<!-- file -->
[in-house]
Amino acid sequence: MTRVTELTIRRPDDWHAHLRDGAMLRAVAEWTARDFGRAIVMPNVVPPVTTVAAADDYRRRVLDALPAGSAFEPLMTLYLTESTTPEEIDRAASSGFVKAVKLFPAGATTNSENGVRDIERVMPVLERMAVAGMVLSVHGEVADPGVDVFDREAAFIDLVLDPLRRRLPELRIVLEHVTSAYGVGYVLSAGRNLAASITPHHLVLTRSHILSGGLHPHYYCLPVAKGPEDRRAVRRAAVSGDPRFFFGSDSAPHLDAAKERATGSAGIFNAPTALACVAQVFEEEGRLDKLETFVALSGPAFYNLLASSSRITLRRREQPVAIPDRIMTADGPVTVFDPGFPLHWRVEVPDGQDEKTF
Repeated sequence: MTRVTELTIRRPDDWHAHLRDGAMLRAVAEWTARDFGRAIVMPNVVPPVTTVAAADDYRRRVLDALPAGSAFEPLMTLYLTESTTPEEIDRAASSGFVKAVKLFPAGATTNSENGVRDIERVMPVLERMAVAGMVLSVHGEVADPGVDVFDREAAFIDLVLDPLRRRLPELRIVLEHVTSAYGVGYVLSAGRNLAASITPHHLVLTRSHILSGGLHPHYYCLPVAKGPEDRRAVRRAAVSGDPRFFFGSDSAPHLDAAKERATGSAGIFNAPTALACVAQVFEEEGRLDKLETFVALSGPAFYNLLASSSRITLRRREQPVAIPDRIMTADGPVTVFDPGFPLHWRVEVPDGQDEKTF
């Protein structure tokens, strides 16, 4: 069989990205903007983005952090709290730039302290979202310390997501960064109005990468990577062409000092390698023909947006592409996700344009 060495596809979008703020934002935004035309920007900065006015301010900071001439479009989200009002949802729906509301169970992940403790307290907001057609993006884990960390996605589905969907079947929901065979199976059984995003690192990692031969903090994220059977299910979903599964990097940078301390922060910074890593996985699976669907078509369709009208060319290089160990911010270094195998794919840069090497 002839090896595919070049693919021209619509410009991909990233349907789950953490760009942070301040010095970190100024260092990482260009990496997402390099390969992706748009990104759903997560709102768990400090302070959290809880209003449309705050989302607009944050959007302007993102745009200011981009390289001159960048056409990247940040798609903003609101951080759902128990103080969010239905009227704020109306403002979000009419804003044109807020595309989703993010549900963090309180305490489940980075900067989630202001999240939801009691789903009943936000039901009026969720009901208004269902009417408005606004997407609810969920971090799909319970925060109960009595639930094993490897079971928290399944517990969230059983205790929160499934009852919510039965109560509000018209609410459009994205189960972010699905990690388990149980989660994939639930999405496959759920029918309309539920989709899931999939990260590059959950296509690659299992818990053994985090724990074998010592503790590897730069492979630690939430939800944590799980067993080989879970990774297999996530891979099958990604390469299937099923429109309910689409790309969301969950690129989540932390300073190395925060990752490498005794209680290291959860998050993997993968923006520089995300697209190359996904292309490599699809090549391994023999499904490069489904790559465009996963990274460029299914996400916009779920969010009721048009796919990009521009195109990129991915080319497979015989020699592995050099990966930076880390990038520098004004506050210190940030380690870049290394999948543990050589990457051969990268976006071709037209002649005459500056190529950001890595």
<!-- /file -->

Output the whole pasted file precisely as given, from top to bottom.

[in-house]
Amino acid sequence: MTRVTELTIRRPDDWHAHLRDGAMLRAVAEWTARDFGRAIVMPNVVPPVTTVAAADDYRRRVLDALPAGSAFEPLMTLYLTESTTPEEIDRAASSGFVKAVKLFPAGATTNSENGVRDIERVMPVLERMAVAGMVLSVHGEVADPGVDVFDREAAFIDLVLDPLRRRLPELRIVLEHVTSAYGVGYVLSAGRNLAASITPHHLVLTRSHILSGGLHPHYYCLPVAKGPEDRRAVRRAAVSGDPRFFFGSDSAPHLDAAKERATGSAGIFNAPTALACVAQVFEEEGRLDKLETFVALSGPAFYNLLASSSRITLRRREQPVAIPDRIMTADGPVTVFDPGFPLHWRVEVPDGQDEKTF
Repeated sequence: MTRVTELTIRRPDDWHAHLRDGAMLRAVAEWTARDFGRAIVMPNVVPPVTTVAAADDYRRRVLDALPAGSAFEPLMTLYLTESTTPEEIDRAASSGFVKAVKLFPAGATTNSENGVRDIERVMPVLERMAVAGMVLSVHGEVADPGVDVFDREAAFIDLVLDPLRRRLPELRIVLEHVTSAYGVGYVLSAGRNLAASITPHHLVLTRSHILSGGLHPHYYCLPVAKGPEDRRAVRRAAVSGDPRFFFGSDSAPHLDAAKERATGSAGIFNAPTALACVAQVFEEEGRLDKLETFVALSGPAFYNLLASSSRITLRRREQPVAIPDRIMTADGPVTVFDPGFPLHWRVEVPDGQDEKTF
């Protein structure tokens, strides 16, 4: 069989990205903007983005952090709290730039302290979202310390997501960064109005990468990577062409000092390698023909947006592409996700344009 060495596809979008703020934002935004035309920007900065006015301010900071001439479009989200009002949802729906509301169970992940403790307290907001057609993006884990960390996605589905969907079947929901065979199976059984995003690192990692031969903090994220059977299910979903599964990097940078301390922060910074890593996985699976669907078509369709009208060319290089160990911010270094195998794919840069090497 002839090896595919070049693919021209619509410009991909990233349907789950953490760009942070301040010095970190100024260092990482260009990496997402390099390969992706748009990104759903997560709102768990400090302070959290809880209003449309705050989302607009944050959007302007993102745009200011981009390289001159960048056409990247940040798609903003609101951080759902128990103080969010239905009227704020109306403002979000009419804003044109807020595309989703993010549900963090309180305490489940980075900067989630202001999240939801009691789903009943936000039901009026969720009901208004269902009417408005606004997407609810969920971090799909319970925060109960009595639930094993490897079971928290399944517990969230059983205790929160499934009852919510039965109560509000018209609410459009994205189960972010699905990690388990149980989660994939639930999405496959759920029918309309539920989709899931999939990260590059959950296509690659299992818990053994985090724990074998010592503790590897730069492979630690939430939800944590799980067993080989879970990774297999996530891979099958990604390469299937099923429109309910689409790309969301969950690129989540932390300073190395925060990752490498005794209680290291959860998050993997993968923006520089995300697209190359996904292309490599699809090549391994023999499904490069489904790559465009996963990274460029299914996400916009779920969010009721048009796919990009521009195109990129991915080319497979015989020699592995050099990966930076880390990038520098004004506050210190940030380690870049290394999948543990050589990457051969990268976006071709037209002649005459500056190529950001890595």